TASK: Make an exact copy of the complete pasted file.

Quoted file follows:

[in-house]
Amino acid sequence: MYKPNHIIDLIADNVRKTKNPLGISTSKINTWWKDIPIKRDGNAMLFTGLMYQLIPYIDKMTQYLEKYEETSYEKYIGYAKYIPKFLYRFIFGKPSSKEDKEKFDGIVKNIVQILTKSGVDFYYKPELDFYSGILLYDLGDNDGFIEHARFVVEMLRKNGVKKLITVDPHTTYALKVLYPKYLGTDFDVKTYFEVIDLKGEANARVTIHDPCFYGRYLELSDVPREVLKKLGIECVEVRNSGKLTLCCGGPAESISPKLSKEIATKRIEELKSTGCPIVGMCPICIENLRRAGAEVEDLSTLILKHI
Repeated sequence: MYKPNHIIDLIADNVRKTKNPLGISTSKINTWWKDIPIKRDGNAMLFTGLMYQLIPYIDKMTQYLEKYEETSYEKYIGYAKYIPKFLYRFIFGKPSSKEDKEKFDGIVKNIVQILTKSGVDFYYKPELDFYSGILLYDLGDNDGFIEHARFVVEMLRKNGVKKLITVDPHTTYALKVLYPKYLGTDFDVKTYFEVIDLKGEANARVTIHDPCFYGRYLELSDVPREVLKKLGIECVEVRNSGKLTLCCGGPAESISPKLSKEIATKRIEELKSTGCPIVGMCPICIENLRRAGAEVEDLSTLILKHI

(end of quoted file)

[in-house]
Amino acid sequence: MYKPNHIIDLIADNVRKTKNPLGISTSKINTWWKDIPIKRDGNAMLFTGLMYQLIPYIDKMTQYLEKYEETSYEKYIGYAKYIPKFLYRFIFGKPSSKEDKEKFDGIVKNIVQILTKSGVDFYYKPELDFYSGILLYDLGDNDGFIEHARFVVEMLRKNGVKKLITVDPHTTYALKVLYPKYLGTDFDVKTYFEVIDLKGEANARVTIHDPCFYGRYLELSDVPREVLKKLGIECVEVRNSGKLTLCCGGPAESISPKLSKEIATKRIEELKSTGCPIVGMCPICIENLRRAGAEVEDLSTLILKHI
Repeated sequence: MYKPNHIIDLIADNVRKTKNPLGISTSKINTWWKDIPIKRDGNAMLFTGLMYQLIPYIDKMTQYLEKYEETSYEKYIGYAKYIPKFLYRFIFGKPSSKEDKEKFDGIVKNIVQILTKSGVDFYYKPELDFYSGILLYDLGDNDGFIEHARFVVEMLRKNGVKKLITVDPHTTYALKVLYPKYLGTDFDVKTYFEVIDLKGEANARVTIHDPCFYGRYLELSDVPREVLKKLGIECVEVRNSGKLTLCCGGPAESISPKLSKEIATKRIEELKSTGCPIVGMCPICIENLRRAGAEVEDLSTLILKHI